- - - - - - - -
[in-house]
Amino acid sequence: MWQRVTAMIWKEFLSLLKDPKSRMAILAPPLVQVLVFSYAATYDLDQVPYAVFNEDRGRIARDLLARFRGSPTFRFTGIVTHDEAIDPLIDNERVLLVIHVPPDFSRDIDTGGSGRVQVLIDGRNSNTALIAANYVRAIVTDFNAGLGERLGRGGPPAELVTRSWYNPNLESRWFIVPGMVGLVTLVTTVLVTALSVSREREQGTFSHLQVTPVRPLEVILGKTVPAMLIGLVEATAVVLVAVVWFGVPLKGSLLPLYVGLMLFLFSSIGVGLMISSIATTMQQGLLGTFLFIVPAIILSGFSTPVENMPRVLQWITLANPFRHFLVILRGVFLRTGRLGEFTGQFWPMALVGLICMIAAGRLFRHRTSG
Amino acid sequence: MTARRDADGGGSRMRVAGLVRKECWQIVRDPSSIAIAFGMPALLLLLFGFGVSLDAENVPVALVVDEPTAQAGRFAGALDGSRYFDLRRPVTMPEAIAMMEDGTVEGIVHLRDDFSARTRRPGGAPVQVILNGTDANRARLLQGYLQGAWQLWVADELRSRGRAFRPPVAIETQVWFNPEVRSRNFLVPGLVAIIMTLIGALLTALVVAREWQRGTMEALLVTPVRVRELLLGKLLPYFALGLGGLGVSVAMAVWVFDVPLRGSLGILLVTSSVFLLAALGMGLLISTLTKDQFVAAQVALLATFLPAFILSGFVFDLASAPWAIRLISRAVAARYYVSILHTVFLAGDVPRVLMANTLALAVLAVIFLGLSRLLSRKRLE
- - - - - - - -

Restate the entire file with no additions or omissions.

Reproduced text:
[in-house]
Amino acid sequence: MWQRVTAMIWKEFLSLLKDPKSRMAILAPPLVQVLVFSYAATYDLDQVPYAVFNEDRGRIARDLLARFRGSPTFRFTGIVTHDEAIDPLIDNERVLLVIHVPPDFSRDIDTGGSGRVQVLIDGRNSNTALIAANYVRAIVTDFNAGLGERLGRGGPPAELVTRSWYNPNLESRWFIVPGMVGLVTLVTTVLVTALSVSREREQGTFSHLQVTPVRPLEVILGKTVPAMLIGLVEATAVVLVAVVWFGVPLKGSLLPLYVGLMLFLFSSIGVGLMISSIATTMQQGLLGTFLFIVPAIILSGFSTPVENMPRVLQWITLANPFRHFLVILRGVFLRTGRLGEFTGQFWPMALVGLICMIAAGRLFRHRTSG
Amino acid sequence: MTARRDADGGGSRMRVAGLVRKECWQIVRDPSSIAIAFGMPALLLLLFGFGVSLDAENVPVALVVDEPTAQAGRFAGALDGSRYFDLRRPVTMPEAIAMMEDGTVEGIVHLRDDFSARTRRPGGAPVQVILNGTDANRARLLQGYLQGAWQLWVADELRSRGRAFRPPVAIETQVWFNPEVRSRNFLVPGLVAIIMTLIGALLTALVVAREWQRGTMEALLVTPVRVRELLLGKLLPYFALGLGGLGVSVAMAVWVFDVPLRGSLGILLVTSSVFLLAALGMGLLISTLTKDQFVAAQVALLATFLPAFILSGFVFDLASAPWAIRLISRAVAARYYVSILHTVFLAGDVPRVLMANTLALAVLAVIFLGLSRLLSRKRLE